The first thing that impressed us about Bose's top-line home theatre system was the packaging. Every component is shrink-wrapped, the various cables tied in neat bundles, fiddly connectors held in little plastic bags. Spread out on your lounge-room floor, it looks dauntingly complex. But don't let that put you off; this thing is made to be assembled by the DIY home theatre enthusiast and a big wall chart and colour-coded inputs guide the way.
- Easy setup, crisp sound quality
- Can't transfer from the hard disk to CD or MP3 players
There are more powerful and much cheaper systems on the market, but if your lifestyle demands an unobtrusive system that delivers high-quality audio and video, the Lifestyle 48 is a good option.
Price$ 7,999.00 (AUD)
The Lifestyle 48 is for those who can't be bothered with the clutter and degraded sound quality of feeding MP3 songs from a computer to their stereo system. At its heart is a hard drive capable of holding up to 340 hours of roughly CD-quality music (Bose, taking its traditional secretiveness to a ridiculous extreme, won't reveal the hard drive's capacity). With the press of a single button the hard drive copies the contents of your CD--a process that took about five minutes per disc and worked even for some copy-protected CDs. The system's music database then identifies the CD and displays the artist and song title on the Lifestyle 48's digital display. Registered buyers will receive CDs in the mail as Bose updates its database with new song titles. MP3 CDs you've burnt yourself will play fine but won't display track titles.
You can listen to stored tracks while new ones are being loaded, but don't expect to be able to copy MP3s from the hard drive to CD or MP3 devices; it's a one-way street with this system.
Loading up the hard drive is simple, but that's just the beginning. While the Lifestyle 48 doesn't allow the flexibility of computer-based jukebox software, a system called uMusic monitors your listening habits and will assemble a track list based on what it thinks will catch your fancy. Nine presets can be configured for individual listeners, who can use the remote to rate tracks and fine-tune the Lifestyle 48's DJ-ing skills.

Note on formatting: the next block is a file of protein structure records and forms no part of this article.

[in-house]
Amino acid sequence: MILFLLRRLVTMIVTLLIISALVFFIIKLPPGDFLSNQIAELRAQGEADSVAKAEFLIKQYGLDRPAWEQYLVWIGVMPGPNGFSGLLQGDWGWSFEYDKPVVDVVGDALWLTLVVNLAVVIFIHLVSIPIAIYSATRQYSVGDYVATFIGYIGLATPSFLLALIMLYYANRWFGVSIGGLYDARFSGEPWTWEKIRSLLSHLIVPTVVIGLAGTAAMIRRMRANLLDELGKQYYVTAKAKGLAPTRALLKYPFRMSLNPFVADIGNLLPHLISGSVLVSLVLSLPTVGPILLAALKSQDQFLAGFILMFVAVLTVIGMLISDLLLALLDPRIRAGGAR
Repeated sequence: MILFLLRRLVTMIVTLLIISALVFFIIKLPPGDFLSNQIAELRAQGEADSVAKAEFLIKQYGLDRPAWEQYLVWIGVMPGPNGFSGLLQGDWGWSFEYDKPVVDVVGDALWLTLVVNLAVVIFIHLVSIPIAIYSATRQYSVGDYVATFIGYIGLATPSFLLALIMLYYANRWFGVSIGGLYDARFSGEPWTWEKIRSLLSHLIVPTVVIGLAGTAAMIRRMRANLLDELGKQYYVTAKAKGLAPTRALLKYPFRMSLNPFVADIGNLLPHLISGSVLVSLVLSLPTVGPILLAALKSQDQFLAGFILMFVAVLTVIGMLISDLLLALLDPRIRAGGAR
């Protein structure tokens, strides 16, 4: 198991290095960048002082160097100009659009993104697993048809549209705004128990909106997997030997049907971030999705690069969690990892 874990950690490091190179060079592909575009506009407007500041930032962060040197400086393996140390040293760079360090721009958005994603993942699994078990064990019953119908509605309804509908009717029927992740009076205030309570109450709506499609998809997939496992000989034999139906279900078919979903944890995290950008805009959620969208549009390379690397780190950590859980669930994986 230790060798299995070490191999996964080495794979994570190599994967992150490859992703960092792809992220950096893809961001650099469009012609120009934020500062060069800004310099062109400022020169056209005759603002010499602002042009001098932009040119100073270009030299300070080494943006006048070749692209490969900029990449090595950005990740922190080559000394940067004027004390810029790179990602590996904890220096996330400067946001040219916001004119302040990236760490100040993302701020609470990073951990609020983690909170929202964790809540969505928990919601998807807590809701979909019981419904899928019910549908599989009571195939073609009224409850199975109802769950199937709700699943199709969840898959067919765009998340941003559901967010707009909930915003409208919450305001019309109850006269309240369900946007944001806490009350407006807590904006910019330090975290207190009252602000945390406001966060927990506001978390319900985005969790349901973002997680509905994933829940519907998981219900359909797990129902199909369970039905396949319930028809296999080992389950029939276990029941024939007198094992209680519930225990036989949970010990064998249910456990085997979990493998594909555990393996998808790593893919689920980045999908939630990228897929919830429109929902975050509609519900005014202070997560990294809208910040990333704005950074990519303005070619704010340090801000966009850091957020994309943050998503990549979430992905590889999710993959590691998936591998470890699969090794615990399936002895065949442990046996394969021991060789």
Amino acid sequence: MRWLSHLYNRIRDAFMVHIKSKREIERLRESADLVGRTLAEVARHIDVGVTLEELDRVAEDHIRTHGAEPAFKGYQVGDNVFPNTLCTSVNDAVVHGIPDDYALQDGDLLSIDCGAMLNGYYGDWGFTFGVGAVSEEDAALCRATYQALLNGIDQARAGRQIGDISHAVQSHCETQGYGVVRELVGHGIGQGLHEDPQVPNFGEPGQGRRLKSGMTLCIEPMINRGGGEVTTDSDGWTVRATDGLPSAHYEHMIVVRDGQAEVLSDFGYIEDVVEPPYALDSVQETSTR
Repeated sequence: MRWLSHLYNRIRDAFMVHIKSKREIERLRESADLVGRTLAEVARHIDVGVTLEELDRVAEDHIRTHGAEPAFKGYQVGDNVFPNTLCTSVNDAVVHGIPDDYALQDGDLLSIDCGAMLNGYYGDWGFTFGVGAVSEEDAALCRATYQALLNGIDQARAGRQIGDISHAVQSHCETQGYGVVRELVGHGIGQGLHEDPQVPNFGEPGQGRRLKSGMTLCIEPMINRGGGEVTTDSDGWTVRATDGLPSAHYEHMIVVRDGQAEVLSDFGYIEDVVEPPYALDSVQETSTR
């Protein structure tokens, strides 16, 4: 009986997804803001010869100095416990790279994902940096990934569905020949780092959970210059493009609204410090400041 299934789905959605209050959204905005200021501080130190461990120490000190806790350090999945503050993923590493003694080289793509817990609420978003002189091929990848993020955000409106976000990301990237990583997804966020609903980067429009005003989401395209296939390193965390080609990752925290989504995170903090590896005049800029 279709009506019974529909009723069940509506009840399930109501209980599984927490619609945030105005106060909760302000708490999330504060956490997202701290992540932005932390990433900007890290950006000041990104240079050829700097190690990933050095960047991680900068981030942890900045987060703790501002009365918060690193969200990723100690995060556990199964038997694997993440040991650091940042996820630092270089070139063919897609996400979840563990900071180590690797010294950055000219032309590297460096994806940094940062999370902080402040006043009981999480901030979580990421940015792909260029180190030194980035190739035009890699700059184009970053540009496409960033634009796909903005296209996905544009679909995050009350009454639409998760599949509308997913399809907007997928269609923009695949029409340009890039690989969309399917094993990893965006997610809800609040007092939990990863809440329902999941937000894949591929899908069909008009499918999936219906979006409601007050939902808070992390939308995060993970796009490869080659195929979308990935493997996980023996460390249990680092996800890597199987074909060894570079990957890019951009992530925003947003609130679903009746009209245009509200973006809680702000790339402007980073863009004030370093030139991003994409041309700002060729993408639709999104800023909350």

The impatient will abandon uMusic quickly, but once mastered it's an intelligent and useful tool. Using an elaborate TV menu, you can also change the title of CDs and tracks to suit yourself, and play around with the system's vast array of settings.
The central unit is stylish and the speakers come in white, grey or black. In terms of sound quality, there's nothing to worry about with the Lifestyle 48, other than complaints from the neighbours if you live in a small apartment like I do. Don't let the size of the five 4.5" speakers put you off--they produce crisp sound at high volume. The weighty subwoofer fills in the low frequency sound well, adding lush bass.
The tiny speakers are designed to deliver true 5.1 surround sound, but their effectiveness will depend on how they are positioned in your lounge room. The Lifestyle 48 includes a nifty feature dubbed ADAPTiQ which, in conjunction with a setup CD and headset, lets you position the speakers to suit the acoustics of your room. On-screen graphics guide you through the setup.
DVD playback is as smooth as a high-end progressive-scan DVD player. The surround-sound draws you into movies and the throaty thump of the subwoofer will invigorate the high-quality audio delivered on many current DVDs.
A stack of inputs allow for pay TV decoder, games console, projector, TV and computer to be fed through the Lifestyle 48 and if you're a real audio nut, you can choose Bose Link, which uses the system to feed sound into other rooms--if you've shelled out on other Bose speakers, that is. The classic Bose remote, updated for uMusic, puts all the controls at your fingertips.
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